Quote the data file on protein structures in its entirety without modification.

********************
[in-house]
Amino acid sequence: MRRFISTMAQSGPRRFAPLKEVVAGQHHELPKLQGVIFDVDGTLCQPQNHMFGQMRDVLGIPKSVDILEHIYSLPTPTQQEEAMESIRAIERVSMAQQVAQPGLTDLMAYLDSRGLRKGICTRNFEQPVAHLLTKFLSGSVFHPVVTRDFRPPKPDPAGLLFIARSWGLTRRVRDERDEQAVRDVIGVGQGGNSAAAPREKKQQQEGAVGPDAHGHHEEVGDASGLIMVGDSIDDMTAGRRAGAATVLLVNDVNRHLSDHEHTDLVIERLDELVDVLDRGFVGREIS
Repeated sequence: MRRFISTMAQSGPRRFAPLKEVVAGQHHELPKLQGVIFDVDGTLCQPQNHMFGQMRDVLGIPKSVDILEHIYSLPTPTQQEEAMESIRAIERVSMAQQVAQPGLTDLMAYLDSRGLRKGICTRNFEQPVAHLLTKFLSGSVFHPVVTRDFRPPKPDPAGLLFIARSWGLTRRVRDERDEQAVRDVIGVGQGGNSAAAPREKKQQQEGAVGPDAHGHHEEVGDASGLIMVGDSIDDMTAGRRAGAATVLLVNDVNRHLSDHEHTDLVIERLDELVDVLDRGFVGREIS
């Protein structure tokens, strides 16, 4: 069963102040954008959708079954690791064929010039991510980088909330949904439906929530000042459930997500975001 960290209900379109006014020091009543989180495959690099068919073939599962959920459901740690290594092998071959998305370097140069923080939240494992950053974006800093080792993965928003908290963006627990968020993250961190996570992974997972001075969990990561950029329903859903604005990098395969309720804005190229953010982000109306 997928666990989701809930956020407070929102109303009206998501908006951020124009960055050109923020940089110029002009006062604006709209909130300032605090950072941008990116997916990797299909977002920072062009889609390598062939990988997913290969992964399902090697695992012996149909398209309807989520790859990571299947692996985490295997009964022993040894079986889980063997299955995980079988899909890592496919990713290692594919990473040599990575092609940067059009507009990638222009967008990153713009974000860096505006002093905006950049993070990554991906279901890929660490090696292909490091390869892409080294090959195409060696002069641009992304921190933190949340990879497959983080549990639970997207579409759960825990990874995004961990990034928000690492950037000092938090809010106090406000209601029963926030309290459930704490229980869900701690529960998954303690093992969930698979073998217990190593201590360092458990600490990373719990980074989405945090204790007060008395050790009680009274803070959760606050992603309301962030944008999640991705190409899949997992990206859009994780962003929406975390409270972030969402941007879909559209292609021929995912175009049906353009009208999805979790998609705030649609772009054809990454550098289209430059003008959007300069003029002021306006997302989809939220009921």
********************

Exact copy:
[in-house]
Amino acid sequence: MRRFISTMAQSGPRRFAPLKEVVAGQHHELPKLQGVIFDVDGTLCQPQNHMFGQMRDVLGIPKSVDILEHIYSLPTPTQQEEAMESIRAIERVSMAQQVAQPGLTDLMAYLDSRGLRKGICTRNFEQPVAHLLTKFLSGSVFHPVVTRDFRPPKPDPAGLLFIARSWGLTRRVRDERDEQAVRDVIGVGQGGNSAAAPREKKQQQEGAVGPDAHGHHEEVGDASGLIMVGDSIDDMTAGRRAGAATVLLVNDVNRHLSDHEHTDLVIERLDELVDVLDRGFVGREIS
Repeated sequence: MRRFISTMAQSGPRRFAPLKEVVAGQHHELPKLQGVIFDVDGTLCQPQNHMFGQMRDVLGIPKSVDILEHIYSLPTPTQQEEAMESIRAIERVSMAQQVAQPGLTDLMAYLDSRGLRKGICTRNFEQPVAHLLTKFLSGSVFHPVVTRDFRPPKPDPAGLLFIARSWGLTRRVRDERDEQAVRDVIGVGQGGNSAAAPREKKQQQEGAVGPDAHGHHEEVGDASGLIMVGDSIDDMTAGRRAGAATVLLVNDVNRHLSDHEHTDLVIERLDELVDVLDRGFVGREIS
């Protein structure tokens, strides 16, 4: 069963102040954008959708079954690791064929010039991510980088909330949904439906929530000042459930997500975001 960290209900379109006014020091009543989180495959690099068919073939599962959920459901740690290594092998071959998305370097140069923080939240494992950053974006800093080792993965928003908290963006627990968020993250961190996570992974997972001075969990990561950029329903859903604005990098395969309720804005190229953010982000109306 997928666990989701809930956020407070929102109303009206998501908006951020124009960055050109923020940089110029002009006062604006709209909130300032605090950072941008990116997916990797299909977002920072062009889609390598062939990988997913290969992964399902090697695992012996149909398209309807989520790859990571299947692996985490295997009964022993040894079986889980063997299955995980079988899909890592496919990713290692594919990473040599990575092609940067059009507009990638222009967008990153713009974000860096505006002093905006950049993070990554991906279901890929660490090696292909490091390869892409080294090959195409060696002069641009992304921190933190949340990879497959983080549990639970997207579409759960825990990874995004961990990034928000690492950037000092938090809010106090406000209601029963926030309290459930704490229980869900701690529960998954303690093992969930698979073998217990190593201590360092458990600490990373719990980074989405945090204790007060008395050790009680009274803070959760606050992603309301962030944008999640991705190409899949997992990206859009994780962003929406975390409270972030969402941007879909559209292609021929995912175009049906353009009208999805979790998609705030649609772009054809990454550098289209430059003008959007300069003029002021306006997302989809939220009921």